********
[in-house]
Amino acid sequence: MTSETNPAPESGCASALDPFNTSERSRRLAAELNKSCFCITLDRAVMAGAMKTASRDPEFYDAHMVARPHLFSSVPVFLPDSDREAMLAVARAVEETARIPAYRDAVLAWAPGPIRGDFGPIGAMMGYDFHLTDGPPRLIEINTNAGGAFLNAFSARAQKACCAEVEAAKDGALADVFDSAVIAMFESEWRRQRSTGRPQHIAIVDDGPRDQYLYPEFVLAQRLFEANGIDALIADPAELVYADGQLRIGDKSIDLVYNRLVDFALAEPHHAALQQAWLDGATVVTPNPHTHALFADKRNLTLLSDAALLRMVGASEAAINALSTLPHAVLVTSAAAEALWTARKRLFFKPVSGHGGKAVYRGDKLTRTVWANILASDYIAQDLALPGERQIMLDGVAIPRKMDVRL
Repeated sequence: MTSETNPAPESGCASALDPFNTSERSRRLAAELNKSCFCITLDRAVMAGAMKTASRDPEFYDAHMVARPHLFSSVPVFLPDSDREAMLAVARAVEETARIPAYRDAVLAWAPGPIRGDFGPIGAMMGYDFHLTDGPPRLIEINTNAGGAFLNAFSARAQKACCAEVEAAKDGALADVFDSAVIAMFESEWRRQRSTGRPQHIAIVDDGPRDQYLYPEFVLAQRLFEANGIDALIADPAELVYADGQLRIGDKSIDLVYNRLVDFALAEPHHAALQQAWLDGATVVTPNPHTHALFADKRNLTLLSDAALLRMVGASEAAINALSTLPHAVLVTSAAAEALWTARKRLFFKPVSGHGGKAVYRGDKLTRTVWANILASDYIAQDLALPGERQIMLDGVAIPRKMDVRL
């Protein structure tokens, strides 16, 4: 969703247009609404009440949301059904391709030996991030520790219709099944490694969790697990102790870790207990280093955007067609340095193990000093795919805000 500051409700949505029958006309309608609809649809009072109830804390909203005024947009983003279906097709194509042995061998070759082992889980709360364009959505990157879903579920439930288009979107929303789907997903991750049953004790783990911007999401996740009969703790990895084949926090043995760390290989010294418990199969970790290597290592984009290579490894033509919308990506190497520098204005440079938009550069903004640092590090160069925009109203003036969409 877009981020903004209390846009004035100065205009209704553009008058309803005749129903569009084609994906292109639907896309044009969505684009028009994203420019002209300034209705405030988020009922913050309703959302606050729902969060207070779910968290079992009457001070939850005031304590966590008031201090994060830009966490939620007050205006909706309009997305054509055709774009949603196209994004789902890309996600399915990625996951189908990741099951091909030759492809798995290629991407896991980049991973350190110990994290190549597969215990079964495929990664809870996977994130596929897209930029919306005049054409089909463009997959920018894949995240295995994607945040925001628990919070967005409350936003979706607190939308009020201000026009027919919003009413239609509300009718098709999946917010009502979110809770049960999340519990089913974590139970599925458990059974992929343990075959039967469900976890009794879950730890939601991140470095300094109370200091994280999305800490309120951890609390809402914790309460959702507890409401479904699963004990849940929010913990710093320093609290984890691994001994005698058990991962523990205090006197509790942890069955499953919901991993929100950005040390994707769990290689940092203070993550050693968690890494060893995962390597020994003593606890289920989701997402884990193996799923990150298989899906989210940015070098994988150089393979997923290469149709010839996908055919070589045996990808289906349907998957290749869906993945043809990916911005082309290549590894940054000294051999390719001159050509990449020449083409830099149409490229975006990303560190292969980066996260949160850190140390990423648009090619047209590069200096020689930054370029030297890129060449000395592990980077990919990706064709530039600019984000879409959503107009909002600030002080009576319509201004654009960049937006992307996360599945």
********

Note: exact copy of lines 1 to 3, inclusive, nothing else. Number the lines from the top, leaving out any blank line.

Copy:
[in-house]
Amino acid sequence: MTSETNPAPESGCASALDPFNTSERSRRLAAELNKSCFCITLDRAVMAGAMKTASRDPEFYDAHMVARPHLFSSVPVFLPDSDREAMLAVARAVEETARIPAYRDAVLAWAPGPIRGDFGPIGAMMGYDFHLTDGPPRLIEINTNAGGAFLNAFSARAQKACCAEVEAAKDGALADVFDSAVIAMFESEWRRQRSTGRPQHIAIVDDGPRDQYLYPEFVLAQRLFEANGIDALIADPAELVYADGQLRIGDKSIDLVYNRLVDFALAEPHHAALQQAWLDGATVVTPNPHTHALFADKRNLTLLSDAALLRMVGASEAAINALSTLPHAVLVTSAAAEALWTARKRLFFKPVSGHGGKAVYRGDKLTRTVWANILASDYIAQDLALPGERQIMLDGVAIPRKMDVRL
Repeated sequence: MTSETNPAPESGCASALDPFNTSERSRRLAAELNKSCFCITLDRAVMAGAMKTASRDPEFYDAHMVARPHLFSSVPVFLPDSDREAMLAVARAVEETARIPAYRDAVLAWAPGPIRGDFGPIGAMMGYDFHLTDGPPRLIEINTNAGGAFLNAFSARAQKACCAEVEAAKDGALADVFDSAVIAMFESEWRRQRSTGRPQHIAIVDDGPRDQYLYPEFVLAQRLFEANGIDALIADPAELVYADGQLRIGDKSIDLVYNRLVDFALAEPHHAALQQAWLDGATVVTPNPHTHALFADKRNLTLLSDAALLRMVGASEAAINALSTLPHAVLVTSAAAEALWTARKRLFFKPVSGHGGKAVYRGDKLTRTVWANILASDYIAQDLALPGERQIMLDGVAIPRKMDVRL